Stewards can typically do the following in an investigatory interview when appropriate:

  • Insist prior to the questioning that the employer give some indication of what is being investigated (e.g. theft, stakeholder complaints, tardiness, etc.).
  • Consult with the employee in private prior to the questioning or at any time during the meeting (breaking during the meeting for private consultation is commonly called “caucusing”).
  • Speak during the meeting. Although the steward has no right to bargain over the purpose of the meeting, he or she can object to irrelevant, offensive, or overly general (“fishing expedition”) lines of questioning.
  • Ask the interviewer to clarify a question so the employee understands the question. Confirm that an employee understands a question has been asked by the interviewer by directly consulting the employee.

Before allowing the questioning to proceed, the Steward should make sure that he or she possesses satisfactory answers to these basic questions: (1) Is this an investigation that may lead to discipline? (2) Is there a possibility of criminal charges? (3) If the employee refuses to answer questions, is he or she subject to discipline? (If yes, state “for the record” that the employee will be answering questions under duress and compulsion); and (4) What is the nature of this investigation?

If the employer indicates that criminal charges are a possibility, then a steward should immediately call for a recess and advise the employee to seek legal counsel.

For the employee being investigated, the presence of a Steward at an investigatory meeting can be helpful in many ways. A steward can sometimes:

  • Help a fearful or inarticulate employee explain what happened.
  • Stop an employee from losing his/her temper and making the situation worse.
  • Help prevent supervisors from giving a false account or "spinning" the employee's answers.
  • Serve as a witness and recorder of the meeting.
  • Help keep the supervisor on track and prevent a “fishing expedition” line of questioning.
  • Raise extenuating circumstances.

An investigatory meeting is the employer's meeting. Be respectful, just as you, the steward, expect the employer to be respectful at the union driven meetings like grievance hearings. That said, remember the "equality principle" which sets your authority as a steward as equal to the employer. Your obligation is to represent the employee interests to the best of your ability and as an equal to management.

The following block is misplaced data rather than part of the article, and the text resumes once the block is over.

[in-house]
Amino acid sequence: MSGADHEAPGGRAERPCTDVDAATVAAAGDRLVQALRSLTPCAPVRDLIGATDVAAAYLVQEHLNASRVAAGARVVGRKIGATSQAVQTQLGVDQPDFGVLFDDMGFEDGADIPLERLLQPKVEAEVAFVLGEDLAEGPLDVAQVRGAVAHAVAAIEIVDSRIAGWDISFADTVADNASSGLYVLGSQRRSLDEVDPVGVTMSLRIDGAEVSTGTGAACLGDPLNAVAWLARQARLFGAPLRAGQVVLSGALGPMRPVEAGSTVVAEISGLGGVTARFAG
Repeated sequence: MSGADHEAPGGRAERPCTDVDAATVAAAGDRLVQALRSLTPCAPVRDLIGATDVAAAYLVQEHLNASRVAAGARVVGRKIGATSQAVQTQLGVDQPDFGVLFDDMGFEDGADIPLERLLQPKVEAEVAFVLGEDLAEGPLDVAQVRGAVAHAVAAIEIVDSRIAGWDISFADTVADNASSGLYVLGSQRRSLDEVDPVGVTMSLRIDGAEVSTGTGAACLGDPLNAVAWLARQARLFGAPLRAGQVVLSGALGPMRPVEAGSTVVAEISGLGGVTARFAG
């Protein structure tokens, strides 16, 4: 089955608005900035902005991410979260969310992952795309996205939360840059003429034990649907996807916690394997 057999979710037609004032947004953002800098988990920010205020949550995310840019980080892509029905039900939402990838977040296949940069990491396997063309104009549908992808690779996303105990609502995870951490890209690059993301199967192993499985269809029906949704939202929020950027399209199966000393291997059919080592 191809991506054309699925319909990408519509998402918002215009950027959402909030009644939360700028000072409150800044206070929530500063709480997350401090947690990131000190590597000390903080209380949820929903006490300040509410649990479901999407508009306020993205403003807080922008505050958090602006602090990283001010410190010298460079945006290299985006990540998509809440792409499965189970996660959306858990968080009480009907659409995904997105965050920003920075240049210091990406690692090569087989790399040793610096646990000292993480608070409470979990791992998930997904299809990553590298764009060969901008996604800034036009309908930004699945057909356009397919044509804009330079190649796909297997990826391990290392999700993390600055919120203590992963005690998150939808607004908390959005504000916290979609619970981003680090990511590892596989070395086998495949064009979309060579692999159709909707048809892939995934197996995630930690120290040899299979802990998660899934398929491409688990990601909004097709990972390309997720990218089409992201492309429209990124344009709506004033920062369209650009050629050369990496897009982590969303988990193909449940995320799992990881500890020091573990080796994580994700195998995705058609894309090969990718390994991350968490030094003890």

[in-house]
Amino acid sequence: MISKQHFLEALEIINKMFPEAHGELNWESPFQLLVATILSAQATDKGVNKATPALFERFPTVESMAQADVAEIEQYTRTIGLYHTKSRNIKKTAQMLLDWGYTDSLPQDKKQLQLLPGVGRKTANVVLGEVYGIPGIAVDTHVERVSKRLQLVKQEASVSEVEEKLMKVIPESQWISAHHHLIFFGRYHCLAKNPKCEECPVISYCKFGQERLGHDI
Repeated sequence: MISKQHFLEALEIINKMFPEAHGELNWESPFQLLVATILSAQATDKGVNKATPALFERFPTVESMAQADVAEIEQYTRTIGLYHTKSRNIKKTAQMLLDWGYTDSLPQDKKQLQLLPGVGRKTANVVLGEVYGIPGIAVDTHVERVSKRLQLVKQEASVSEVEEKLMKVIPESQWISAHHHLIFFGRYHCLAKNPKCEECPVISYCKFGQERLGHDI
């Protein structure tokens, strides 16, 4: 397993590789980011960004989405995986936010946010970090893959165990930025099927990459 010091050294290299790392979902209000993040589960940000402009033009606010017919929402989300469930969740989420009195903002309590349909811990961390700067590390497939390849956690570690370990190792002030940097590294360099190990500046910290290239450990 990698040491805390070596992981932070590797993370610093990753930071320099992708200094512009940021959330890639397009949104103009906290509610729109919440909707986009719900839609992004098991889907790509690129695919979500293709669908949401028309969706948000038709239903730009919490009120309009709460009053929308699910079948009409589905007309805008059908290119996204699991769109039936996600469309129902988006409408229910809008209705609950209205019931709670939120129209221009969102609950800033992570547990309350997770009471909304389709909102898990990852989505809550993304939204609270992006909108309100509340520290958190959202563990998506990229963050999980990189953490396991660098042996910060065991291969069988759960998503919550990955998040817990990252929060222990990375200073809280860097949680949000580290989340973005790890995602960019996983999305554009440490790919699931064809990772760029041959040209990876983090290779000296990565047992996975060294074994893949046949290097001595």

Prepare the Employee in Advance for the Investigation
If you are contacted to represent an employee in an investigation, meet with that employee as soon as possible. They are going to be fearful and your role is to try and give them some sense of control over an unsure situation by sharing information. Most investigations unfold in a similar way, so sharing the details of the process and how he/she should respond will help to reduce their apprehension. Try and determine with the employee what he/she thinks might be the reason for the investigation. He/she may know what it is about or he/she may not. It may help the employee to talk about it.

Give the following information and advice:

  • At the beginning of the investigatory hearing, you will likely be offered a Tennessen Warning and asked to sign it. Sign it, and ask for a copy.
  • A Tennessen Warning exists because of Minnesota Law, specifically the Minnesota Data Practices Act. Minnesota Statute 13.04, subd. 2.
  • The necessity of a Tennessen Warning is triggered when an individual is asked to supply private or confidential data concerning themselves.
  • In the case of an investigation, the Tennessen warning will outline why the data is being collected, who will have access to it, and how the data collected will be used.
  • You will be asked questions regarding the nature of your job and eventually they will lead into questions related to why they are conducting this investigation.
    • Tell the truth to the best of your recollection. Do not lie.
    • Do not volunteer more information than is necessary to answer the question. Yes and no answers are perfectly acceptable. Do not ramble.
    • Do not feel pressured to make something up in order to answer a question. “I do not remember,” is the answer appropriate when you do not recall the information for which you are being asked.